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General Forum

  1. Joined
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    05 Jan '18 22:56
    Christmas.
    I wince every time I hear the phrase 'Happy Holidays'.
  2. Joined
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    05 Jan '18 23:36
    Moist

    - how many people does this make wince? 🙂
  3. Standard memberwolfgang59
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    05 Jan '18 23:41
    Originally posted by @shallow-blue
    Yes, but that's derived from the previous slang meaning of tinker for a traveler, which was from tinker for the profession. A tinker could indeed, after those previous meanings, be a general ruffian and then a naughty child; what it never was was short for *"little stinker". That's a ridiculous, 2000s style of folk etymology.
    Didn't read the "stinker" quote which I presume was a joke.

    But I doubt the etymology of tinker (=naughty child) is from the noun
    tinker = traveller.

    Surely more likely to be from the verb? (to tinker = to mess about)
    I'll seek advice from the interweb when I get time.
  4. Standard memberapathist
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    05 Jan '18 23:42
    Originally posted by @shallow-blue... etymology.
    I really like that word. It's like everything that any word ever meant, all wrapped up.
  5. Standard memberwolfgang59
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    05 Jan '18 23:42
    Originally posted by @boardreader
    Moist

    - how many people does this make wince? 🙂
    Not where I come from!
  6. SubscriberFMF
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    06 Jan '18 07:00
    Originally posted by @suzianne
    Could you explain why "tinker" is considered "offensive"?
    See Shallow Blue's answer.
  7. SubscriberKewpie
    since 1-Feb-07
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    06 Jan '18 07:04
    I remember the tinkers from my early childhood, they used to come around the country areas and offer to fix tools and things, and try to sell old stuff at very low prices. Some but not all were gypsies but they all got lumped in together. I never heard the term applied to children except maybe Tinkerbell in Peter Pan.
  8. SubscriberFMF
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    06 Jan '18 07:14
    I was just looking into all this a bit and I've realized that a word that I'd thought was offensive ever since I was a child is, in fact, not considered to be offensive: didicoy.
  9. Standard memberwolfgang59
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    06 Jan '18 07:15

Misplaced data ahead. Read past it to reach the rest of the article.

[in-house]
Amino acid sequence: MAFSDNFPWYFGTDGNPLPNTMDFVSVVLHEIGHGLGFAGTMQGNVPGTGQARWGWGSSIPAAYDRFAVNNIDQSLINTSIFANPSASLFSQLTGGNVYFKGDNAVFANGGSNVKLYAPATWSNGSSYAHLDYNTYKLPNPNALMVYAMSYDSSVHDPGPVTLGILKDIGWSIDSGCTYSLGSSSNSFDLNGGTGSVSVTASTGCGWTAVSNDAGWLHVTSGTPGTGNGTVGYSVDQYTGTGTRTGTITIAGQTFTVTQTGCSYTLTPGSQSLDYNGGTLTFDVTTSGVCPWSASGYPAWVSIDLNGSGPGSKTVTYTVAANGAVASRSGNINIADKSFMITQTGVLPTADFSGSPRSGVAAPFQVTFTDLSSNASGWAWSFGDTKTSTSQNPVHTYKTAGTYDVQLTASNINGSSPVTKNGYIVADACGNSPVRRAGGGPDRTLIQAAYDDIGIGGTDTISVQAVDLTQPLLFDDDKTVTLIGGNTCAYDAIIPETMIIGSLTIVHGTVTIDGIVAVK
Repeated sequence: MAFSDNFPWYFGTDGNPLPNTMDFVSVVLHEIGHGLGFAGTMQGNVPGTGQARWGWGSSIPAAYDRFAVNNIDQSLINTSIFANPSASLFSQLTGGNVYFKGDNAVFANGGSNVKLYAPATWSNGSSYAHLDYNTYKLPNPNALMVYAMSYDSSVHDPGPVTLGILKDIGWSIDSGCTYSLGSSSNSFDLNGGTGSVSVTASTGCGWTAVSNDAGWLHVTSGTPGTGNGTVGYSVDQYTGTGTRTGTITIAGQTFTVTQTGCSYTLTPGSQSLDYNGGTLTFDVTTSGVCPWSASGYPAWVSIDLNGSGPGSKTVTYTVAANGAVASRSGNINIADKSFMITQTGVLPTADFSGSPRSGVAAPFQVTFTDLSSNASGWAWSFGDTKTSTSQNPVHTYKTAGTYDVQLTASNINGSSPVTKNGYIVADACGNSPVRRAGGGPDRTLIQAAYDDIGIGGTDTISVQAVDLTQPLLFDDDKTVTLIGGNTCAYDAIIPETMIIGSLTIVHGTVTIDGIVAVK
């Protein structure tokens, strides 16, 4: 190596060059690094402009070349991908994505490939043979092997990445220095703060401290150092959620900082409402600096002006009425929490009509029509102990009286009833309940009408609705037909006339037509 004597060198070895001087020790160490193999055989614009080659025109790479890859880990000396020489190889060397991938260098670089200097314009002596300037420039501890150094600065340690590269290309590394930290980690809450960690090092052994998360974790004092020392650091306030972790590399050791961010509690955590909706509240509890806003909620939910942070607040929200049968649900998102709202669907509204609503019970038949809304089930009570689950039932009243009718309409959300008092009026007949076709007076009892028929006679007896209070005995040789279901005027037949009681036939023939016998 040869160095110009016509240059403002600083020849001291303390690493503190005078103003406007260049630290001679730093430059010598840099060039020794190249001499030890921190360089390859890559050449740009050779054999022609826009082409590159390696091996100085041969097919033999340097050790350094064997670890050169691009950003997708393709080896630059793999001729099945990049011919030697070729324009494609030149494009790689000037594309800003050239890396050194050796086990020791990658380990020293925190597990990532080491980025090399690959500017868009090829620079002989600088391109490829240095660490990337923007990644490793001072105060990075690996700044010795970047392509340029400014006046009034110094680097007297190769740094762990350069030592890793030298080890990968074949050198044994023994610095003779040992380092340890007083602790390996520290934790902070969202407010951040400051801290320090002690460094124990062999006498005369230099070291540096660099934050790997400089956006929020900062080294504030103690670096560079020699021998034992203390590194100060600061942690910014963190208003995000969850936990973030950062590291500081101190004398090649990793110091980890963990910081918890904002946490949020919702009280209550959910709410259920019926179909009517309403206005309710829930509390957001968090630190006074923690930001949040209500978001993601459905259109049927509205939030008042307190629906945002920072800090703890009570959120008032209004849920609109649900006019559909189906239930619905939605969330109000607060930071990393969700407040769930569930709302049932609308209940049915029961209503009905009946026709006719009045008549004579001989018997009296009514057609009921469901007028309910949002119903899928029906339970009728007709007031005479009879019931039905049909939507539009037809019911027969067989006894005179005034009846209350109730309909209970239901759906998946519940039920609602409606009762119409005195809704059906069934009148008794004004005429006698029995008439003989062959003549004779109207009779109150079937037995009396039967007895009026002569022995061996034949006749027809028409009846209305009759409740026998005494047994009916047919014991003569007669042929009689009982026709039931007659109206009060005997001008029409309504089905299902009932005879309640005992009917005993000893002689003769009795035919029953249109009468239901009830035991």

Originally posted by @kewpie
    I remember the tinkers from my early childhood, they used to come around the country areas and offer to fix tools and things, and try to sell old stuff at very low prices. Some but not all were gypsies but they all got lumped in together. I never heard the term applied to children except maybe Tinkerbell in Peter Pan.
    I have ONLY heard it applied to children.

    I know other meanings of "ttinker" through cryptic crosswords,
    but seriously; when did you last hear an adult called a tinker?
  10. Standard memberwolfgang59
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    06 Jan '18 07:17
    Originally posted by @fmf
    I was just looking into all this a bit and I've realized that a word that I'd thought was offensive ever since I was a child is, in fact, not considered to be offensive: didicoy.
    Is that how it is spelt!? My mum used that all the time for what she called "real" gypsies.
    (I think the "unreal" gypsies were the thieves and ruffians)
  11. Standard memberdrewnogal
    Rocky 2008-2019
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    06 Jan '18 09:39
    Originally posted by @boardreader
    Moist

    - how many people does this make wince? 🙂
    It’s association with the vagina is what makes the British wince.
    Let’s celebrate the word. It helps make the world go round.
  12. SubscriberFMF
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    06 Jan '18 10:101 edit
    Originally posted by @drewnogal
    It’s [the word "moist"] association with the vagina is what makes the British wince.
    I hadn't made that association.

    But I have now.
  13. SubscriberFMF
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    06 Jan '18 10:111 edit
    Originally posted by @drewnogal
    It’s [the word "moist"] association with the vagina is what makes the British wince.
    Perhaps British vaginas are a special case.
  14. SubscriberFMF
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    06 Jan '18 10:12
    Originally posted by @drewnogal
    It’s [the word "moist"] association with the vagina is what makes the British wince.
    Let’s celebrate the word. It helps make the world go round.
    Having visualized what you are saying, I'd say you are right.
  15. SubscriberFMF
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    06 Jan '18 10:15
    Originally posted by @drewnogal
    It’s [the word "moist"] association with the vagina is what makes the British wince.
    Same goes for the words "water-based, water-soluble personal lubricants" such as KY Jelly.
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